Figure 1. Option Prices Can't Exceed Their Maximum Future PayoffA figure showing a line graph demonstrating that option prices can't exceed their maximum future payoff.

In a FINRA arbitration earlier this year, Glen Lyon Long-Term Options, LP, alleged that Interactive Broker's auto-liquidator did not liquidate positions to meet a margin deficit in a commercially reasonable manner. In fact, IB's auto-liquidation program executed two transactions at theoretically impossible prices. The Glen Lyon account was short these put options and so the auto-liquidation program bought these options ostensibly to reduce a margin deficiency.

Table 1 summarizes two auto-liquidation trades executed in the morning of January 12, 2011 in VVUS put options expiring on January 19, 2013. Those long-term, thinly-traded put options had a strike price of $2.5, and hence had a theoretical price ceiling of $2.5. The Glen Lyon account was short these put options and so the auto-liquidation program bought these options ostensibly to reduce a margin deficiency.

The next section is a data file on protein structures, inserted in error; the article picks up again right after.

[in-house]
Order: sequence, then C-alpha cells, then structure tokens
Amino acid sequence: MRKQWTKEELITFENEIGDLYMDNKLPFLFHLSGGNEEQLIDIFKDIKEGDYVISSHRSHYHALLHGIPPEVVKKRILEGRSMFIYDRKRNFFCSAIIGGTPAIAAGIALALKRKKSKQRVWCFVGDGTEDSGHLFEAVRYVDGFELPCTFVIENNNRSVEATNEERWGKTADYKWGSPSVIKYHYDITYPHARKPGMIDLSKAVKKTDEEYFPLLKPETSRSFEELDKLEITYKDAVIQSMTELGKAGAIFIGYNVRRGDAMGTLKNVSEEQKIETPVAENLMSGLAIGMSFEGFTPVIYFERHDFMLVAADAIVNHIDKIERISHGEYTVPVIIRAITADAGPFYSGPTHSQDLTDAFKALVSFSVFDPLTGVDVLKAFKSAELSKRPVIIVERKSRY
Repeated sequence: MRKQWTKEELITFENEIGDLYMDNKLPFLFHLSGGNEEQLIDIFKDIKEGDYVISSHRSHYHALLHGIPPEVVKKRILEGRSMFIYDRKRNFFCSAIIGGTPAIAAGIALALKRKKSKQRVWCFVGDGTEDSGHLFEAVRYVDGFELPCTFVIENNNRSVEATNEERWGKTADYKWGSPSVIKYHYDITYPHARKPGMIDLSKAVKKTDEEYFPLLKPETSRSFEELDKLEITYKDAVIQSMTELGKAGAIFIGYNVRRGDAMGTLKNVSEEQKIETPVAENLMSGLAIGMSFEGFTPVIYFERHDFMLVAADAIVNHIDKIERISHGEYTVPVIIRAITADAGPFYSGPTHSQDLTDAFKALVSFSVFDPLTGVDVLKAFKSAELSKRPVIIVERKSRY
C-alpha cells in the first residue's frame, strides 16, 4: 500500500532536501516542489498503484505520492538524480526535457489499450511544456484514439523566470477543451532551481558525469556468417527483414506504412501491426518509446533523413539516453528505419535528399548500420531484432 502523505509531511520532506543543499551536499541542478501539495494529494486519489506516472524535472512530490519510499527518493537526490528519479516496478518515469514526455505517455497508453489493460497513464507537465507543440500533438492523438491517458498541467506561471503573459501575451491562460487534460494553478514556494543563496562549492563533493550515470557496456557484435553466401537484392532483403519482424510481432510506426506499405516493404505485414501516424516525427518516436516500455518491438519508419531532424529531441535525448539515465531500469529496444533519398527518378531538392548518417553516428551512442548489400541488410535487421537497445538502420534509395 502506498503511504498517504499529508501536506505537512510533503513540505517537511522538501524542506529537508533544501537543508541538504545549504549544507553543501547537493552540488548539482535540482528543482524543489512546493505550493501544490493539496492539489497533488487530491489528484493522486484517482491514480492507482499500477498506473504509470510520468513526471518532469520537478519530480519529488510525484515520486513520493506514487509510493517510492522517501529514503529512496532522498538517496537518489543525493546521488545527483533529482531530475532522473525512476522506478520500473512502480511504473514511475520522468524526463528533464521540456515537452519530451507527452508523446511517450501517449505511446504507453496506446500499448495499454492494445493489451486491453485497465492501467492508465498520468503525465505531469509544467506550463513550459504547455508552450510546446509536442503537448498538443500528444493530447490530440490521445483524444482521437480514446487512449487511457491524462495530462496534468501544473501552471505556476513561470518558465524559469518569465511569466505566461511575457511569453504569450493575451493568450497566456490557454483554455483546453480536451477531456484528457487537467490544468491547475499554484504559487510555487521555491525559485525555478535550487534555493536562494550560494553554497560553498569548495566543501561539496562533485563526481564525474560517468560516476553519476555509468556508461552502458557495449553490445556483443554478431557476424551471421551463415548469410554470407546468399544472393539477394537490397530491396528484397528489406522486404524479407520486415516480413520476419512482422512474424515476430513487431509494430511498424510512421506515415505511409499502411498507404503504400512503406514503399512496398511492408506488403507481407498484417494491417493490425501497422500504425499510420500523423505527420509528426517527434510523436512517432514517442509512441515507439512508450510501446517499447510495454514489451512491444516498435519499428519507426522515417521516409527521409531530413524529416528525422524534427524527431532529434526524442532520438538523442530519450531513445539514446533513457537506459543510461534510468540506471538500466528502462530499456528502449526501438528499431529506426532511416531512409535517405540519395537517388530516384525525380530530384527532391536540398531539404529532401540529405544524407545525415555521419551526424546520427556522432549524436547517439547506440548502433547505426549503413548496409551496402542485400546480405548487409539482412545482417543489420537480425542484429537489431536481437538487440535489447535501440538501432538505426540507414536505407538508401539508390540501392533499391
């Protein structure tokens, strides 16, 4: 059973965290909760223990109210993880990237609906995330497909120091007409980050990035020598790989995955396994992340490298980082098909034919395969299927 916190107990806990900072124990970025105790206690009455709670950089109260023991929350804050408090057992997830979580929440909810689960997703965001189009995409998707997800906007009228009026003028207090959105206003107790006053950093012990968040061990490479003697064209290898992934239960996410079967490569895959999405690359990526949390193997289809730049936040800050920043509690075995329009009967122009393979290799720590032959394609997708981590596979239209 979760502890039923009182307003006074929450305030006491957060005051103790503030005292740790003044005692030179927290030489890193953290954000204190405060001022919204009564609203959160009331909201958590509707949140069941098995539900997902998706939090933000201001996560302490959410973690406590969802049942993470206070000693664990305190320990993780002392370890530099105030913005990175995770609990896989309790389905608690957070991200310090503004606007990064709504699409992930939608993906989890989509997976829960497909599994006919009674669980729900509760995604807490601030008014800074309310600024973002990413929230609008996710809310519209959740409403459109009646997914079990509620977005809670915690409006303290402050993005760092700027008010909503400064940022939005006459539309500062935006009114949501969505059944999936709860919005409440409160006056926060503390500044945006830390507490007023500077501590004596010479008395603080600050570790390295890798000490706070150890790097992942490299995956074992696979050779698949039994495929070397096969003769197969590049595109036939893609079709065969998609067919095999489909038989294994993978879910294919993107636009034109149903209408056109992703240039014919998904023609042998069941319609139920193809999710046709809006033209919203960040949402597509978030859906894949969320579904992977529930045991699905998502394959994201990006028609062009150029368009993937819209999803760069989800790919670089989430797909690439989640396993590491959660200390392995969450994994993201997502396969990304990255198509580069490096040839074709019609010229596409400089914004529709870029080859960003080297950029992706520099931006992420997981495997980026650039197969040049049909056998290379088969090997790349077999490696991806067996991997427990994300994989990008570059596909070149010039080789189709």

Table 1. Summary of trades with prices outside of theoretical possibilities.A figure showing a table demonstrating a summary of trades with prices outside of theoretical possibilities.

Within seconds surrounding those transactions, the prices of the $2.50 put option jumped from $0.6 to $3.80 and reversed back to $0.6. The trades in this $2.50 strike price put IB's auto-liquidation program executed at $3.80 were cancelled later in the day but IB let stand the trades at $2.81 and $3.15. In both transactions, the trade price exceeded the strike price of the option - $2.50. These automated trades, executed by the IB's auto-liquidator closed out short positions in Glen Lyon's account at not only unfavorable but also theoretically impossible prices. Only a deeply flawed auto-liquidation program would execute such transactions since they were sure to make the margin deficiency worse not better. Read through the award in the Glen Lyon v Interactive Brokers FINRA arbitration for more information.

Surprisingly that is not the end of it. In August 2015, there were at least three transactions involving ACI ("Arch Coal, Inc.") put options with theoretically impossible prices. Table 2 lists the trades executed at prices above the put options' strike prices.

Table 2. ACI Put Options with Theoretical Impossible Prices.A figure showing a table demonstrating ACI put options with theoretical impossible prices.

We don't know whether these trades resulted from an auto-liquidation at Interactive Brokers or somewhere else, but they clearly were not executed by an informed trader, since the purchaser paid more than the options could ever be worth in the future.